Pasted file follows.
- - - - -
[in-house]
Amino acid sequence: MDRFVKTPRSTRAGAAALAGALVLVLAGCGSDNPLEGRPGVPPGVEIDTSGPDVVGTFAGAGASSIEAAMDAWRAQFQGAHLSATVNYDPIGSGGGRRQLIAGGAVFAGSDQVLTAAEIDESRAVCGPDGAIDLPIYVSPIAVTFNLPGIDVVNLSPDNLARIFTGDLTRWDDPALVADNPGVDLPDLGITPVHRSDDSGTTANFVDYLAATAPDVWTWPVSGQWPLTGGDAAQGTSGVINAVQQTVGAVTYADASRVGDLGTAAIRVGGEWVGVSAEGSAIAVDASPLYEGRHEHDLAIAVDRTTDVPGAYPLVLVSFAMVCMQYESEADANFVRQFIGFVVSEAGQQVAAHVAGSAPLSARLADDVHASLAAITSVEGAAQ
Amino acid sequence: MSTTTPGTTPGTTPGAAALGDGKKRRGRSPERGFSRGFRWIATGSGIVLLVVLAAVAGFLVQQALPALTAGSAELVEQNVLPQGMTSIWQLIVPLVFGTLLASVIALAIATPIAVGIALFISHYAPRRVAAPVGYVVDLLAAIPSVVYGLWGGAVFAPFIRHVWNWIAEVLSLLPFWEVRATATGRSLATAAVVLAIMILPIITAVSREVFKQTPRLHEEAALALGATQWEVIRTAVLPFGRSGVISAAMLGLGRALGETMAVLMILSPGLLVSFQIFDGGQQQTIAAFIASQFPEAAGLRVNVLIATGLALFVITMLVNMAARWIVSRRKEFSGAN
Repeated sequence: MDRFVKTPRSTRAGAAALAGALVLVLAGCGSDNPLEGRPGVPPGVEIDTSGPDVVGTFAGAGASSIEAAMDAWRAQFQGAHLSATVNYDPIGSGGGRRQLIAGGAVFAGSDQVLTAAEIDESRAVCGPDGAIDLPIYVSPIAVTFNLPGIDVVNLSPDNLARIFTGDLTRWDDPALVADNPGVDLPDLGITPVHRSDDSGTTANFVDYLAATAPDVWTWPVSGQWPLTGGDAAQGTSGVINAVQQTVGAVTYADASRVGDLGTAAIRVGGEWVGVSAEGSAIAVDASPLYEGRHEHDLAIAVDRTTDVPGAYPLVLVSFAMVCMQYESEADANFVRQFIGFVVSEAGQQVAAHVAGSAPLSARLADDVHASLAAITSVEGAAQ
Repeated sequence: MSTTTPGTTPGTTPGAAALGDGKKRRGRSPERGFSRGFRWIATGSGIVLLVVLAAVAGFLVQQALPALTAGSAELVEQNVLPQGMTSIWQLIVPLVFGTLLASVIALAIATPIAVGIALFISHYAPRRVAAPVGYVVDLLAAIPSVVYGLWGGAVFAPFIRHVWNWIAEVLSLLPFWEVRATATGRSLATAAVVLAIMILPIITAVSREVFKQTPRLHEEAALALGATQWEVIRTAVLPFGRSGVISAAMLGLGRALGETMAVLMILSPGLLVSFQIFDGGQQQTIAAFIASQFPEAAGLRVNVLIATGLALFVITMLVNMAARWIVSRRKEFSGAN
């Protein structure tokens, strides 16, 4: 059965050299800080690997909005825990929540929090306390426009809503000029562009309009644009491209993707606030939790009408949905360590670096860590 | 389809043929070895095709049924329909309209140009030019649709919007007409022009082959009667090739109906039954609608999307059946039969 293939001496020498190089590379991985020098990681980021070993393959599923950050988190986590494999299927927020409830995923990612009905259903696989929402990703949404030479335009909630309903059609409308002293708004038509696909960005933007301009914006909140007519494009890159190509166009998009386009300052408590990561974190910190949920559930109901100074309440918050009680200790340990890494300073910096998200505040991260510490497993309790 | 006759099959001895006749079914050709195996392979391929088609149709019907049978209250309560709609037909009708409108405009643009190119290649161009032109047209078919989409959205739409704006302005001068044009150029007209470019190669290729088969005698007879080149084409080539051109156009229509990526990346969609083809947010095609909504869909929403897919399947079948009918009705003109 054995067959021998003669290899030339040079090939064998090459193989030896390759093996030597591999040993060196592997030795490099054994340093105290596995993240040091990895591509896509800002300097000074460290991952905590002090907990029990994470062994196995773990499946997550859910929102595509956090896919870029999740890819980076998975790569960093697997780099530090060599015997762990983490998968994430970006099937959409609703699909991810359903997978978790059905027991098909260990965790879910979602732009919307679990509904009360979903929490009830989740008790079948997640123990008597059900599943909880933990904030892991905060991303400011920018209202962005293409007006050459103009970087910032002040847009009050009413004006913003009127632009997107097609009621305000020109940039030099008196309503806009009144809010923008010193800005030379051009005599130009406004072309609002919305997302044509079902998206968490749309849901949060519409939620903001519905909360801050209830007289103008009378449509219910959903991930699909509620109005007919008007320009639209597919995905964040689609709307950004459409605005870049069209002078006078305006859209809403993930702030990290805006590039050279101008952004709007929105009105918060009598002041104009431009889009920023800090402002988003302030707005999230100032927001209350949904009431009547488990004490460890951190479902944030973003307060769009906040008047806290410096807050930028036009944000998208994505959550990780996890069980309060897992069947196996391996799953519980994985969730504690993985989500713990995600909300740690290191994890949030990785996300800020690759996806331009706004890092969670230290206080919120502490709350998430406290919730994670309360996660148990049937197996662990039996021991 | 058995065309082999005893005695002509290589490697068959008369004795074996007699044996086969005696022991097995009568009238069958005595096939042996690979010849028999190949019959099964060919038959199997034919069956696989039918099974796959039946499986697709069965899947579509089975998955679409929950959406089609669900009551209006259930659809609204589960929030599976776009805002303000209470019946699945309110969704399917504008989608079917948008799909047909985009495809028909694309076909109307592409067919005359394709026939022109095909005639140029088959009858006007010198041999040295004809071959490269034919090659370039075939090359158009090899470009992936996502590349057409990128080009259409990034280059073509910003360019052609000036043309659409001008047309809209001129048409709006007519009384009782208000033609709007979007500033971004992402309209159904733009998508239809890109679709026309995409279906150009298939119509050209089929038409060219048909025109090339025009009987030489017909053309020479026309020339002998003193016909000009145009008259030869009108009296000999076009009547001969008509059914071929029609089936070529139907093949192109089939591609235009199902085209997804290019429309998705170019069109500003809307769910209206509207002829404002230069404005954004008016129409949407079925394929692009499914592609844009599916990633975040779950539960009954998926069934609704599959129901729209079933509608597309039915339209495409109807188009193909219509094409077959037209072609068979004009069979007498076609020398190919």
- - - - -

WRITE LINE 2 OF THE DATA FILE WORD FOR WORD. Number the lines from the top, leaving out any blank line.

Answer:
Amino acid sequence: MDRFVKTPRSTRAGAAALAGALVLVLAGCGSDNPLEGRPGVPPGVEIDTSGPDVVGTFAGAGASSIEAAMDAWRAQFQGAHLSATVNYDPIGSGGGRRQLIAGGAVFAGSDQVLTAAEIDESRAVCGPDGAIDLPIYVSPIAVTFNLPGIDVVNLSPDNLARIFTGDLTRWDDPALVADNPGVDLPDLGITPVHRSDDSGTTANFVDYLAATAPDVWTWPVSGQWPLTGGDAAQGTSGVINAVQQTVGAVTYADASRVGDLGTAAIRVGGEWVGVSAEGSAIAVDASPLYEGRHEHDLAIAVDRTTDVPGAYPLVLVSFAMVCMQYESEADANFVRQFIGFVVSEAGQQVAAHVAGSAPLSARLADDVHASLAAITSVEGAAQ